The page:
Nox4, a novel target for Duchenne muscular dystrophy

Dr Tanya Cully, University of Otago

Duchenne muscular dystrophy (DMD) is an X -linked disease caused by a mutation in the gene that encodes dystrophin, a membrane stabilising protein. Lack of dystrophin results in damage-prone skeletal muscle and accelerated muscle degeneration. This leads to progressive weakness and eventual cardiac and respiratory failure.

There is no readily-available cure

Despite being first identified in 1868, there is still no readily available cure for this disease. While there is no conclusive understanding of how a lack of dystrophin causes the pathology seen in DMD, alterations in calcium (Ca2+) signalling have a major role in the initial cellular degenerative phase. Reactive oxygen species (ROS), through the NADPH oxidase pathway, also worsens the disease.

Reactive oxygen species can cause calcium leakage affecting muscle function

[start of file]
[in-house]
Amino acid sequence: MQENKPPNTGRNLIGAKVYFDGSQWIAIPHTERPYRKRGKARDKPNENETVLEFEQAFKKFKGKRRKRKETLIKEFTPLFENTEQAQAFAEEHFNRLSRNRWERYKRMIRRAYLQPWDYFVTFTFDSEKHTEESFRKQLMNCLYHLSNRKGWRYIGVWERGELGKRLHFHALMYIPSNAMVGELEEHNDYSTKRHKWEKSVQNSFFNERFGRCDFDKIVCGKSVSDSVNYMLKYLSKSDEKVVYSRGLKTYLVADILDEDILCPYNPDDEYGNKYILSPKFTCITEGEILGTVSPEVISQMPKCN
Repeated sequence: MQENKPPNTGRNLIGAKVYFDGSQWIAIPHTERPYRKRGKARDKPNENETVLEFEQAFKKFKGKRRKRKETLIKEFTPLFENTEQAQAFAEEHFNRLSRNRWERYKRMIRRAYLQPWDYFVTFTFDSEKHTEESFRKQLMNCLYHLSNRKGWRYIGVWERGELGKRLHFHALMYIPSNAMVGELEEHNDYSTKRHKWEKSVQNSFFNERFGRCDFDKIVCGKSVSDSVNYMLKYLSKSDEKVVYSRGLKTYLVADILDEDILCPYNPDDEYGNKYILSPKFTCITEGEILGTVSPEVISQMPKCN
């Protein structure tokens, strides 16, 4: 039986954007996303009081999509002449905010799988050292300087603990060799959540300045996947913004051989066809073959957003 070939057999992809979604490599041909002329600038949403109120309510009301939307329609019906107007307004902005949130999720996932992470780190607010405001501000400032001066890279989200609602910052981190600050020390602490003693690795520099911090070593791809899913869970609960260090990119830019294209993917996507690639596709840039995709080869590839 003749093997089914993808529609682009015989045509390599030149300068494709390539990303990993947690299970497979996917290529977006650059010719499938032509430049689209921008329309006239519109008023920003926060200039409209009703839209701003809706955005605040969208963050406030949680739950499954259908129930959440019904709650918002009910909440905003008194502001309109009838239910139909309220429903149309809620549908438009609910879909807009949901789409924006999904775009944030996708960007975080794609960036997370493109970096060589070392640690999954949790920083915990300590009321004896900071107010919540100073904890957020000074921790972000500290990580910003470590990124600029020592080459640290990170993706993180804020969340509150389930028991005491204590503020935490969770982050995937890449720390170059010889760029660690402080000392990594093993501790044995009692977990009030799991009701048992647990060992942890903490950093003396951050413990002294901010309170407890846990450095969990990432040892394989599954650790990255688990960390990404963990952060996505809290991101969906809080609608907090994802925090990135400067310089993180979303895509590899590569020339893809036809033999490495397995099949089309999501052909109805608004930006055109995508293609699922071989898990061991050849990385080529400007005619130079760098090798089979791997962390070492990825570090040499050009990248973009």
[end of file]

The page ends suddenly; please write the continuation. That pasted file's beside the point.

Normal muscle function is regulated by cellular changes in signalling. Many muscle diseases have a common negative symptom – a calcium channel inside the muscle cells leaking too much calcium. A leaky calcium channel can also be caused by reactive oxygen species (ROS).

Dr Cully is investigating whether Nox4 targets calcium leakage

Research by Dr Cully and her team will use a drug already in clinical trials for other diseases to target ROS-induced calcium leak in dystrophy. This study aims to use the small molecule Nox4 inhibitor GKT137831 in dystrophic mdx mice to see if daily treatment reduces RyR1 Ca2+ leak, in addition to improving muscle pathology and function.

Mortality in DMD patients is commonly due to cardio-respiratory failure, so the study also aims to investigate the effect of GKT137831 treatment on cardiac and diaphragm function in animal cohorts.

The study could eventually lead to a pharmacological therapy

By improving understanding of the interplay between ROS and Ca2+ handling, and their role in DMD, this research could eventually provide a new drug-based therapeutic intervention. This would avoid the need for expensive genetic alterations that are currently being trialled.

Cure Kids is funding Dr Cully’s study

Funding from Cure Kids is enabling this exciting study, which could reveal a basis for an eventual drug treatment for DMD.